RI Briefs Feb 8: the week’s other ESG news in brief

RI’s snappy round-up of the news you shouldn’t miss.


A Dutch court ruling that Shell Petroleum Development Company of Nigeria (SPDC) must compensate a farmer for property damage caused by a sabotaged well in 2006 and 2007, could lead to similar cases according to a report from Sustainalytics, the ESG research company. It said the Dutch court system could now hear cases against both Dutch-registered parent companies and their foreign subsidiaries for incidents that have occurred in foreign jurisdictions, and hold the foreign subsidiary of a Dutch parent company liable for breaking local laws in their country of operation: Link

China’s Banking Regulatory Commission (CBRC) has finished initial work to measure the effectiveness of green credit implementation within Chinese banks, reports the China Sustainable Finance Newsletter. The work aims to measure, report and verify the environmental benefits of bank-financed projects. Testing of the indicators within Chinese banks is to follow and may be formally introduced in 2013.

Osmosis Investment Management, the Global equity manager, says it has reached $100million in assets from institutional investors. The London based partnership uses a proprietary methodology to build portfolios of large cap listed companies based on relative resource efficiency. It recently launched a UCITS fund, the Osmosis World Resource Efficiency Fund, which has reached $25m in assets.


A Social Impact Bond (SIB) for the retail investor market has been launched by Allia, the UK charity. The bond aims to improve the lives of adolescents at risk of being taken into local authority care, and provide a financial return for investors. Part of the investment will be committed to the Essex SIB, developed by Social Finance, which has raised £3.1m from institutional investors. The principal of the bond is capital protected, but returns will be dependent on the programme’s success in reducing the number of days spent in care by children, as well as measures such as reduced offending Link

Sir Ronald Cohen, founder of Social Finance, and former Chairman of Apax Partners, is to launch an Israeli chapter of Social Finance, the organisation that supports the raising and deploying of private capital for not-for-profit organisations. It follows its recent move into the US.

A report from Global Witness and Syntao, titled: “Transparency Matters: Disclosure of payments to governments by Chinese extractive companies.” assesses the tax payments made by Shanghai-listed extractive companies to governments in resource-rich countries in 2010 and 2011. It suggests the Shanghai Stock Exchange could improve the transparency around payments. Link to report*Investors face significant risk from land conflicts* over controversial land acquisitions in developing countries, including significant potential rises in operating costs, according to two new reports. The Munden Project, a consultancy, wrote one of the papers, titled: The Financial Risks of Insecure Land Tenure: An Investment View
The second report produced by the Rights and Resources Initiative (RRI) highlights the key choice facing developing countries in 2013 and is titled: Landowners or Labourers: What Choice Will Developing Countries Make?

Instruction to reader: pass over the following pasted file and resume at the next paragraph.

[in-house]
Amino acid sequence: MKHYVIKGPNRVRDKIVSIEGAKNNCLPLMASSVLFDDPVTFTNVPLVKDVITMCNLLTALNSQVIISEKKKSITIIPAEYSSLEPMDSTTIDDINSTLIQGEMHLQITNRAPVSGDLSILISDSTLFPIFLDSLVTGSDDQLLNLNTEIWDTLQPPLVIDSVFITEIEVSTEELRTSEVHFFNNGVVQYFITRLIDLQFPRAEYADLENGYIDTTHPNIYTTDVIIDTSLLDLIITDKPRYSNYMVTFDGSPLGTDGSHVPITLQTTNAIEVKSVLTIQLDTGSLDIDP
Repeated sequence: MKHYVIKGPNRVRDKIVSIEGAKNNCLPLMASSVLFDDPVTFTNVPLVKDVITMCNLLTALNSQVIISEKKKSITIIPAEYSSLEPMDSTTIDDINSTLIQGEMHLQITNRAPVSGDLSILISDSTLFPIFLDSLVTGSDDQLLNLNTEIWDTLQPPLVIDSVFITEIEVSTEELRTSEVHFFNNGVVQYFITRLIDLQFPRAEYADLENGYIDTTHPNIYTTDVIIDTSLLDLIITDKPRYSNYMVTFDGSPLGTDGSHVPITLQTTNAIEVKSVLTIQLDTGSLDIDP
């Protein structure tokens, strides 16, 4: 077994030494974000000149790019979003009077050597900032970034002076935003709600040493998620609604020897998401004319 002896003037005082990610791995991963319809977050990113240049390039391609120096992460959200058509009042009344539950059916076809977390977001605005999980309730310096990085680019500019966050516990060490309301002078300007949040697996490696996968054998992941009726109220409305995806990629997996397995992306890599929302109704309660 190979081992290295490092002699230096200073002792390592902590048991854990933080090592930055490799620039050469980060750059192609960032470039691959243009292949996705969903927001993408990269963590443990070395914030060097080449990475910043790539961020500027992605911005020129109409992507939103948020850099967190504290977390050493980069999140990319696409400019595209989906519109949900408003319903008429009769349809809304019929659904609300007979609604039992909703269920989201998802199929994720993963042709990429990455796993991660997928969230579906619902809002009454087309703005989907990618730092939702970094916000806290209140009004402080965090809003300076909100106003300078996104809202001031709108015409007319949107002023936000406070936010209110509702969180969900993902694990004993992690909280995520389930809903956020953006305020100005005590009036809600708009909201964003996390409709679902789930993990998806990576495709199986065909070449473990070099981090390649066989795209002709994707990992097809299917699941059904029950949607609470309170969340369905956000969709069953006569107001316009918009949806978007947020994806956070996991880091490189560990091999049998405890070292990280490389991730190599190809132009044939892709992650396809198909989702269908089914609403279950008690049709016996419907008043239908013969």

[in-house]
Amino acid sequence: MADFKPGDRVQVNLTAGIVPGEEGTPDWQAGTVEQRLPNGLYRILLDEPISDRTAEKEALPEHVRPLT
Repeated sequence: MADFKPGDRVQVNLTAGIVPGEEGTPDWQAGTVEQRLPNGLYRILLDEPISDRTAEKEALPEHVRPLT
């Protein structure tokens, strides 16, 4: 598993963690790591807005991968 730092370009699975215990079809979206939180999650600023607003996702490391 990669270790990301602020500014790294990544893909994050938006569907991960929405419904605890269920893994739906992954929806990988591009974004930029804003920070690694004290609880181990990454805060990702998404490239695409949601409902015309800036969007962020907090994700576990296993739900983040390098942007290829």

The UN-backed Principles for Responsible Investment Academic Network has published a list of what its members recommend as their best books on responsible investment and sustainable finance: Link


CalPERS, the US pension fund giant, is to write to other shareholders in Apple asking them to support a proposal by the company to allow investors to actively vote against directors rather than merely withhold votes as per the current legal structure, reports the FT. Apple has changed its stance following previous large shareholder votes against it on the issue by shareholders including CalPERS.

CalPERS has also welcomed the US state and federal lawsuits against Standard & Poor’s for alleged fraudulent investment ratings. Robert Glazier, CalPERS Deputy Executive Officer, said: “CalPERS is a victim of S&P’s wrongdoing, and a recovery from S&P will benefit the millions of public employees that rely on us for their retirement security. CalPERS is glad to have the federal and state governments on our side in these efforts to hold the ratings agencies accountable.”

Oekom, the German ESG research firm says its number of clients has risen to more than 75, managing €520bn in assets. Robert Haßler, Oekom’s founder and chief executive said the client base had grown to include pension funds, insurers and asset managers from 10 different countries. During 2012 the firm increased staff numbers to 48 and partnered with GES Investment Services, the Swedish ESG advisor, giving Oekom’s clients access to engagement services while GES’ clients can draw on the ESG research supplied by Oekom.

Human rights organizations have filed complaints with the OECD against two European surveillance technology companies, seeking investigations into whether the firms are complicit in the abuse of dissidents in Bahrain, reports Bloomberg. The complaints seek probes of UK-based Gamma Group and Munich-based Trovicor.

A new report by DB Advisors, the institutional investment business of Deutsche Bank, looks at shareholder activism as an effective approach to socially responsible investing. The report is part of a collaboration between Deutsche Bank, DB Advisors and Maastricht University School of Business and Economics

The European Private Equity and Venture Capital Association (EVCA) has published a report entitled Long-term investing: The route to sustained growth